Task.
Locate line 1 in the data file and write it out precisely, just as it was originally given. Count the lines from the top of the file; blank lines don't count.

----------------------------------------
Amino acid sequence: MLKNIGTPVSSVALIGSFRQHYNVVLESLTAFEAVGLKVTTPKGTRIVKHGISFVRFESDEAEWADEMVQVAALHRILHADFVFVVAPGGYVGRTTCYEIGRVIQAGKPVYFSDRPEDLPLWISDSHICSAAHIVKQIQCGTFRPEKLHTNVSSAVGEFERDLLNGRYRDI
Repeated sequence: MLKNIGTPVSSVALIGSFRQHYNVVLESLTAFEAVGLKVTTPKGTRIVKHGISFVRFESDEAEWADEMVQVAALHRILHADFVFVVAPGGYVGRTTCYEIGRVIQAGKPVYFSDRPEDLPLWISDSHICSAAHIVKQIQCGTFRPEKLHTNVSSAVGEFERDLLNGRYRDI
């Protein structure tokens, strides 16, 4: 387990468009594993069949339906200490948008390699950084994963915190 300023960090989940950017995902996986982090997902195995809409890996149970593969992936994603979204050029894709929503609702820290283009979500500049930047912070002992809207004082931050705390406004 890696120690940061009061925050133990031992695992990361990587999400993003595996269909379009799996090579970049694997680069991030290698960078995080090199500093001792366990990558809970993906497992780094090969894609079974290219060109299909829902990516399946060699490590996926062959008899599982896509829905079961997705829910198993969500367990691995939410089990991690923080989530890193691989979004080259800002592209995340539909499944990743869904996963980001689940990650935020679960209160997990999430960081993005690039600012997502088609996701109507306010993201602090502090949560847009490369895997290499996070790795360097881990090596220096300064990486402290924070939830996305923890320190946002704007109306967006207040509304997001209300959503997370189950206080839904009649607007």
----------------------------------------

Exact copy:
Amino acid sequence: MLKNIGTPVSSVALIGSFRQHYNVVLESLTAFEAVGLKVTTPKGTRIVKHGISFVRFESDEAEWADEMVQVAALHRILHADFVFVVAPGGYVGRTTCYEIGRVIQAGKPVYFSDRPEDLPLWISDSHICSAAHIVKQIQCGTFRPEKLHTNVSSAVGEFERDLLNGRYRDI